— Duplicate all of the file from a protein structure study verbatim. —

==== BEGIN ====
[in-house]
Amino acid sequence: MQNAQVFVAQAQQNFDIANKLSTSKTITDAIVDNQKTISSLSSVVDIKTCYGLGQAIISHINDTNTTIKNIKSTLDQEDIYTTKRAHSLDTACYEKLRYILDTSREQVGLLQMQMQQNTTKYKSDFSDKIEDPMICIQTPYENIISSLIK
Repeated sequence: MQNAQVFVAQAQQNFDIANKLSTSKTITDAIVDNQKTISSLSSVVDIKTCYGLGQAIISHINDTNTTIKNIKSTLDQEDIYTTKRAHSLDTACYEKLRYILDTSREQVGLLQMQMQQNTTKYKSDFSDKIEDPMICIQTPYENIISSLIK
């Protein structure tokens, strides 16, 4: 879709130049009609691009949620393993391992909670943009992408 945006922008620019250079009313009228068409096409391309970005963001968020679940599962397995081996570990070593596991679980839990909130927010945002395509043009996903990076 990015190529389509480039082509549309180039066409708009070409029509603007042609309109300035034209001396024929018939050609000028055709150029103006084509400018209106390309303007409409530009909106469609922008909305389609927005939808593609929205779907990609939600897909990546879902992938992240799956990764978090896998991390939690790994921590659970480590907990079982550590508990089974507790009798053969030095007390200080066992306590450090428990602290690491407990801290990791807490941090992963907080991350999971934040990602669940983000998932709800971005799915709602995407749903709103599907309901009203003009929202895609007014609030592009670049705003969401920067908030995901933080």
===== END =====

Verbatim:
[in-house]
Amino acid sequence: MQNAQVFVAQAQQNFDIANKLSTSKTITDAIVDNQKTISSLSSVVDIKTCYGLGQAIISHINDTNTTIKNIKSTLDQEDIYTTKRAHSLDTACYEKLRYILDTSREQVGLLQMQMQQNTTKYKSDFSDKIEDPMICIQTPYENIISSLIK
Repeated sequence: MQNAQVFVAQAQQNFDIANKLSTSKTITDAIVDNQKTISSLSSVVDIKTCYGLGQAIISHINDTNTTIKNIKSTLDQEDIYTTKRAHSLDTACYEKLRYILDTSREQVGLLQMQMQQNTTKYKSDFSDKIEDPMICIQTPYENIISSLIK
């Protein structure tokens, strides 16, 4: 879709130049009609691009949620393993391992909670943009992408 945006922008620019250079009313009228068409096409391309970005963001968020679940599962397995081996570990070593596991679980839990909130927010945002395509043009996903990076 990015190529389509480039082509549309180039066409708009070409029509603007042609309109300035034209001396024929018939050609000028055709150029103006084509400018209106390309303007409409530009909106469609922008909305389609927005939808593609929205779907990609939600897909990546879902992938992240799956990764978090896998991390939690790994921590659970480590907990079982550590508990089974507790009798053969030095007390200080066992306590450090428990602290690491407990801290990791807490941090992963907080991350999971934040990602669940983000998932709800971005799915709602995407749903709103599907309901009203003009929202895609007014609030592009670049705003969401920067908030995901933080």